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Rufe Eisele's Billiard Balls

Rufe Eisele's Billiard Balls image
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"Bowdoes it come thatyou have red, white and blue billiard baJls?" asked the whip salesrnan of Rnfe EiscJe, who the Brant House at Sloop Creek. "pis kinder extraordinary, ain't it?" said Rnfe. "Bnt somchow or aiiother extraordinary tbings happen down here. You wouldn't believe it if I told you that I had them balls afore I had the bable. I bought the table for 840 from Bart Greenleaf, and he wou it at araffie np to Asbury. That table's wnth plum 250, and the balls is just a gift of nature - come by a special act of Providence, you might say. You never seft balls just like them before. They ain't ivory, and they ain't celluloid. If they was celluloid, they wouldu't be here now. They ain't this patent putty coicposition that theymake cheap pool balls of either. Jnst what they are I ain't preparcd to say, and I 'speet that the nature of the material these were made from is chacged from what it was at first "ï'll teil yon hovv I come by 'em, aud fou'll learn what extraordinary thinga aan happen down hereaways. A year ugo the 13th of June there was a party of Brooklyn fellows down here, and they set out for a good time:. They fetched cards and chips with them and 'lowed to play poker until 4 o'clock in the morning and then go fishing. I sot up with them and too'k a hand in the game. We were setting at that round table, and it was pushed over in the corner between them Windows. 'Long about 12 o'clock I was mising drmks for the crowd, when I heard thunder and ïnutterin and see flashes of lightning. I told them fellows tliey'd better move away from the Windows, but they laughed at me. "One fellow had been winning right straight along. He had a big pile of chips in front of him, and they was in his way. So he bcgan stacking them up according to color and laid 25 of eaeh kind in stacks side by side on the window sill. Meanwhile the storm broke and the lightning played bob around the house. The party got kinder scared and jumped up promptly when I proposed to all to go to the bar and have a drink. I was just setting'out the glasses when there was a swish of lightning that turned thewhole air blue. I didn't hear any thunder, bat I see big bal Is of fire dancing round the room, and one of them hit me right on the breast and knocked me down behind the bar. Bvery man in the room was hit plumb in the gizzard with a ball of fire and knocked flat. I don't know how long it was befox'e we all come to and took our drinks, but I do know that the storm had passed. I lookcd round and was surprised to find that nothiug had been hurt. After the fellows all took their drinks they wanted to play poker again and started for the table. There the fellow that had won most of the chips put up a holler about them. He said somebody had got 'em. "I didn't b'lieve that possible, and i told him that the lightning had probably knocked them offen the window sill. Then he looked on the floor under the table and said, 'I don't see no chips, but here's abilliard ball,' and he picked up a red ball. Now I never had a billiard ball in my house before, and I thought that he was playing a trick on me until one of the other fellows moved his feet and rolled a white ball out on the floor. I picked it up and found it was hot. A minute later Ike Hicks gave a whoop and held up a blue billiard ball, saying it was the first he ever seen in his life. Then it come to us all at once that the lightning had struck them poker chips and melted 'em into solid balls. P'raps they ain't quite as regular as some, but they answer all our I poses. "■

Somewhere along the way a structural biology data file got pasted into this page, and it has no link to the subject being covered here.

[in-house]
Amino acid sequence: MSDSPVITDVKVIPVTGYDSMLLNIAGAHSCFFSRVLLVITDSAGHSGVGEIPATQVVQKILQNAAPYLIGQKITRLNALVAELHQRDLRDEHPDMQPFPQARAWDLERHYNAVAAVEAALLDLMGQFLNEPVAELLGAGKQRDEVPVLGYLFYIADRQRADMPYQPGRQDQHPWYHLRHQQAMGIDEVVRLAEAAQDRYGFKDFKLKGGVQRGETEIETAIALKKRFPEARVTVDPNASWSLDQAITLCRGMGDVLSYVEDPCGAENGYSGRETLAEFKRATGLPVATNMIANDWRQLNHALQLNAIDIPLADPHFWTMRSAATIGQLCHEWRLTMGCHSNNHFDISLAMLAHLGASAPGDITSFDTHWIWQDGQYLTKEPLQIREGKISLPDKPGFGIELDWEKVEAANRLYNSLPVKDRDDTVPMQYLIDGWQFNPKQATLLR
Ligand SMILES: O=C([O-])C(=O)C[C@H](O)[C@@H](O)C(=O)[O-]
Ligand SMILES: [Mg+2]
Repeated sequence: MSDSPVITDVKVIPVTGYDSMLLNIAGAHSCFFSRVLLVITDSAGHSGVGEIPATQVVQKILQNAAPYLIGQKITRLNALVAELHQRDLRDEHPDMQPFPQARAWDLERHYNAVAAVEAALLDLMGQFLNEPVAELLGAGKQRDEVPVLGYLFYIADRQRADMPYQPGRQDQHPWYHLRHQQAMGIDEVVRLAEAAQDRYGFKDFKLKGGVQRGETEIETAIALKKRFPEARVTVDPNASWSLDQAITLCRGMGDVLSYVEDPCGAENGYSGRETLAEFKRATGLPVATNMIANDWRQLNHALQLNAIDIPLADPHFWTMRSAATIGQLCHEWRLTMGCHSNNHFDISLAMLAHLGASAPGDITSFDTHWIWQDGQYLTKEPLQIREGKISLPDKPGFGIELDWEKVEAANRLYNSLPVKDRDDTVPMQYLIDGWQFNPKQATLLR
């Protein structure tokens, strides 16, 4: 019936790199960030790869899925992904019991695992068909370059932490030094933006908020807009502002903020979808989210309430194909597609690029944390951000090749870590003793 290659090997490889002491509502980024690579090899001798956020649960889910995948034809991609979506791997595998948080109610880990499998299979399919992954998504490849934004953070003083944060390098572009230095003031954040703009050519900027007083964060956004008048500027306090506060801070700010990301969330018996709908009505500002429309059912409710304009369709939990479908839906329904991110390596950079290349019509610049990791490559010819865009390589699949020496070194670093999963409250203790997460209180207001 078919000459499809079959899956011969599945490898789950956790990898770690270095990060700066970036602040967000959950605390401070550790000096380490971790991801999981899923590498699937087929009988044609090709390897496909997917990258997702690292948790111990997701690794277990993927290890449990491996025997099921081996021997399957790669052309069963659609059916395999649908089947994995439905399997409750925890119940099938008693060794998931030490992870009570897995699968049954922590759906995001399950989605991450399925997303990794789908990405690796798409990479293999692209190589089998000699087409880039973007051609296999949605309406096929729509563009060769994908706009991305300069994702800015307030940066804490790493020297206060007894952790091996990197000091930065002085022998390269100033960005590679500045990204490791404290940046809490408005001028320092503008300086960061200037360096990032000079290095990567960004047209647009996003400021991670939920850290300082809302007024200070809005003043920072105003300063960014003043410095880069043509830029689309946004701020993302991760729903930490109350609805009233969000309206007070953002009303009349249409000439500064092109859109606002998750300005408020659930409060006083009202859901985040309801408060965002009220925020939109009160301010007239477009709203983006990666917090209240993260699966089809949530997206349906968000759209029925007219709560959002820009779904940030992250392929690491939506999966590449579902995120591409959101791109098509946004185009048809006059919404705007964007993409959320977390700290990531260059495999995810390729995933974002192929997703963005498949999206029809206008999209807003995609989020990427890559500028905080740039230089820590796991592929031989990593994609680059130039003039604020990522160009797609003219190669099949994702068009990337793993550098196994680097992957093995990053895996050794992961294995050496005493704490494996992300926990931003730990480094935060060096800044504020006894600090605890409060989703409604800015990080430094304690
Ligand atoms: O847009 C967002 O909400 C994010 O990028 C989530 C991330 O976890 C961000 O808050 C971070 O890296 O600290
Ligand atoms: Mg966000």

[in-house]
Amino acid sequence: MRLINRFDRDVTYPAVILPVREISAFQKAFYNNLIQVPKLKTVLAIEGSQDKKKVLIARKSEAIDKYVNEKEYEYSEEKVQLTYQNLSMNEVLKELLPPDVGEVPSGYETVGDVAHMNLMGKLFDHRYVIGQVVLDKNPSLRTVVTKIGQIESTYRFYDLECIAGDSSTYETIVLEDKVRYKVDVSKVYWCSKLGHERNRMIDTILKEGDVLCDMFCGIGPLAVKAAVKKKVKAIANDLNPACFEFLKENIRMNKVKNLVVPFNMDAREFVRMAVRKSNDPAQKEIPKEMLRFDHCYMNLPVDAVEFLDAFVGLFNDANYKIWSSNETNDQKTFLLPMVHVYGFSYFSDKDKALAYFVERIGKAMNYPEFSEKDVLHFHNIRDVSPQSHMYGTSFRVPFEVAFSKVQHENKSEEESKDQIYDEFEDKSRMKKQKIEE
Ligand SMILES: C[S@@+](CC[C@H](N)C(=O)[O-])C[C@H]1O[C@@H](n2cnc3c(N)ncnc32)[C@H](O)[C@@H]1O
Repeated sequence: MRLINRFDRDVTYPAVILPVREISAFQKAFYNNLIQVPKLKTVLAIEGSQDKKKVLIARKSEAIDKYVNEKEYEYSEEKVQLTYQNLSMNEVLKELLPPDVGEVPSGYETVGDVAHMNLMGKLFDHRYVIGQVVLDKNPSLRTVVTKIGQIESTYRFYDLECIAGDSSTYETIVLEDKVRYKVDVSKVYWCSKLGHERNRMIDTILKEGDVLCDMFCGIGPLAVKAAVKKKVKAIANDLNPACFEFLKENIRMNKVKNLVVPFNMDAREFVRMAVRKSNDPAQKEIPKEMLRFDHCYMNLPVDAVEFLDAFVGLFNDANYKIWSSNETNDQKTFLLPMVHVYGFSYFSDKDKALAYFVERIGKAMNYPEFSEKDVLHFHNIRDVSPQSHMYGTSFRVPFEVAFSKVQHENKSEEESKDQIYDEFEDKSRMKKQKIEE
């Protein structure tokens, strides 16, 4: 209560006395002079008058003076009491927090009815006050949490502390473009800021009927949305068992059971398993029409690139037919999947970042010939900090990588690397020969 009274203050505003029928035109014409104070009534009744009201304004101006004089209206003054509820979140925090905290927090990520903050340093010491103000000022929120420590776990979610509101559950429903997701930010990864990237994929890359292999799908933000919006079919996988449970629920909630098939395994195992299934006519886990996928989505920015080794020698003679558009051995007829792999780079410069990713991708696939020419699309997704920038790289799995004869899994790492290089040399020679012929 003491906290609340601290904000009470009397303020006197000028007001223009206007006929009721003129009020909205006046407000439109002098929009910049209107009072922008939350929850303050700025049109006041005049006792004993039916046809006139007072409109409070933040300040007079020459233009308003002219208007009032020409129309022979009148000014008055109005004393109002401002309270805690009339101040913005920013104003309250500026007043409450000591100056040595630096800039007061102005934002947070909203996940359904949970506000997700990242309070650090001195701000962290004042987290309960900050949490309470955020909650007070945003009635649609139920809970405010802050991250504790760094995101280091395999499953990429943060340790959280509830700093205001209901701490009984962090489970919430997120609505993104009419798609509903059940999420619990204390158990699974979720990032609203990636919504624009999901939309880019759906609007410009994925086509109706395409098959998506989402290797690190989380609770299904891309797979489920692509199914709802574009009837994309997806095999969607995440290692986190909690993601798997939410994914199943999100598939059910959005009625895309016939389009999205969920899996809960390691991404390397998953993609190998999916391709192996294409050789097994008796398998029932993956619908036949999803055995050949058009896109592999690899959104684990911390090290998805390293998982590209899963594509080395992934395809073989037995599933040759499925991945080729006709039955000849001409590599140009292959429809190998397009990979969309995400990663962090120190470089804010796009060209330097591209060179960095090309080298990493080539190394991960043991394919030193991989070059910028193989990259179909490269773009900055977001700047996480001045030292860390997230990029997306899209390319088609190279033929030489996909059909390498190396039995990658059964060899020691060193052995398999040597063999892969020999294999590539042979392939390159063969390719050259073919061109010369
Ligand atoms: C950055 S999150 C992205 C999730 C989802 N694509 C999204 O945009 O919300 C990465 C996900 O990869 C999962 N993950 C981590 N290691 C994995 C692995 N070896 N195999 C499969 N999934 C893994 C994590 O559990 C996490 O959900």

Ann Arbor Argus
Old News